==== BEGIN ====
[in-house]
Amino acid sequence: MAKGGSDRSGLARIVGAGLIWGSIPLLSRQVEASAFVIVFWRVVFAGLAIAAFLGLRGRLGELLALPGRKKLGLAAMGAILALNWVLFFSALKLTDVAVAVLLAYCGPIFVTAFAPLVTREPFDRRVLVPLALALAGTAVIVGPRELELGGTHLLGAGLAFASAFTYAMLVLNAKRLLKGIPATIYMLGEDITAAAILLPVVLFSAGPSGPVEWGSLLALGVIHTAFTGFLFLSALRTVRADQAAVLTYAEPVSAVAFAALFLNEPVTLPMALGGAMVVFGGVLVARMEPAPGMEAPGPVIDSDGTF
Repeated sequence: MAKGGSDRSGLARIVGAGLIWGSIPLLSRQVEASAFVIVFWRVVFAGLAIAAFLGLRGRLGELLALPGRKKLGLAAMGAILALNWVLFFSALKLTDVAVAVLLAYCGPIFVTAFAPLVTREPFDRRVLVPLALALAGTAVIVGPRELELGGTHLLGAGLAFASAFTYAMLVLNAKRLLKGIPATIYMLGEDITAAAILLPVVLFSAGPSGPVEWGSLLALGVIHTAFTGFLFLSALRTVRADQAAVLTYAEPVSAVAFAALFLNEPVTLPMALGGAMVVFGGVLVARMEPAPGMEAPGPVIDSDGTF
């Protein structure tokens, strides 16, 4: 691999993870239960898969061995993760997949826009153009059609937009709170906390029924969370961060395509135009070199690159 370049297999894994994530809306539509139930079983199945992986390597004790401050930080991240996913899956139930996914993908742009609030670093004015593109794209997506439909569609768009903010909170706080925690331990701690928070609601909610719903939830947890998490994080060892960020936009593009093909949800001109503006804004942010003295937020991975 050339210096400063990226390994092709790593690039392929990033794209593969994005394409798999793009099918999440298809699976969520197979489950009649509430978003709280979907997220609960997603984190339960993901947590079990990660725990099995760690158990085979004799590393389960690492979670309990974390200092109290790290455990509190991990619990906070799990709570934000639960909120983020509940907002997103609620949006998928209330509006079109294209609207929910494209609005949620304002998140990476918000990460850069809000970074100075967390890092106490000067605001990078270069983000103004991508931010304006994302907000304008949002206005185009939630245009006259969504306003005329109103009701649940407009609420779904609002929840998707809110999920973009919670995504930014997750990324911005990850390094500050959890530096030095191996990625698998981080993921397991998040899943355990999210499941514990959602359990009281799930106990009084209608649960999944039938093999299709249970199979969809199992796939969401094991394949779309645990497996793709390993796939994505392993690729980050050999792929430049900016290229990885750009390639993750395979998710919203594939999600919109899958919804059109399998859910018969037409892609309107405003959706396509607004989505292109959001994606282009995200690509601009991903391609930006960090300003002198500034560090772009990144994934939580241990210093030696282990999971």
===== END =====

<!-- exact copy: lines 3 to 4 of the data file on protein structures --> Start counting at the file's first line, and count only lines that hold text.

Repeated sequence: MAKGGSDRSGLARIVGAGLIWGSIPLLSRQVEASAFVIVFWRVVFAGLAIAAFLGLRGRLGELLALPGRKKLGLAAMGAILALNWVLFFSALKLTDVAVAVLLAYCGPIFVTAFAPLVTREPFDRRVLVPLALALAGTAVIVGPRELELGGTHLLGAGLAFASAFTYAMLVLNAKRLLKGIPATIYMLGEDITAAAILLPVVLFSAGPSGPVEWGSLLALGVIHTAFTGFLFLSALRTVRADQAAVLTYAEPVSAVAFAALFLNEPVTLPMALGGAMVVFGGVLVARMEPAPGMEAPGPVIDSDGTF
């Protein structure tokens, strides 16, 4: 691999993870239960898969061995993760997949826009153009059609937009709170906390029924969370961060395509135009070199690159 370049297999894994994530809306539509139930079983199945992986390597004790401050930080991240996913899956139930996914993908742009609030670093004015593109794209997506439909569609768009903010909170706080925690331990701690928070609601909610719903939830947890998490994080060892960020936009593009093909949800001109503006804004942010003295937020991975 050339210096400063990226390994092709790593690039392929990033794209593969994005394409798999793009099918999440298809699976969520197979489950009649509430978003709280979907997220609960997603984190339960993901947590079990990660725990099995760690158990085979004799590393389960690492979670309990974390200092109290790290455990509190991990619990906070799990709570934000639960909120983020509940907002997103609620949006998928209330509006079109294209609207929910494209609005949620304002998140990476918000990460850069809000970074100075967390890092106490000067605001990078270069983000103004991508931010304006994302907000304008949002206005185009939630245009006259969504306003005329109103009701649940407009609420779904609002929840998707809110999920973009919670995504930014997750990324911005990850390094500050959890530096030095191996990625698998981080993921397991998040899943355990999210499941514990959602359990009281799930106990009084209608649960999944039938093999299709249970199979969809199992796939969401094991394949779309645990497996793709390993796939994505392993690729980050050999792929430049900016290229990885750009390639993750395979998710919203594939999600919109899958919804059109399998859910018969037409892609309107405003959706396509607004989505292109959001994606282009995200690509601009991903391609930006960090300003002198500034560090772009990144994934939580241990210093030696282990999971």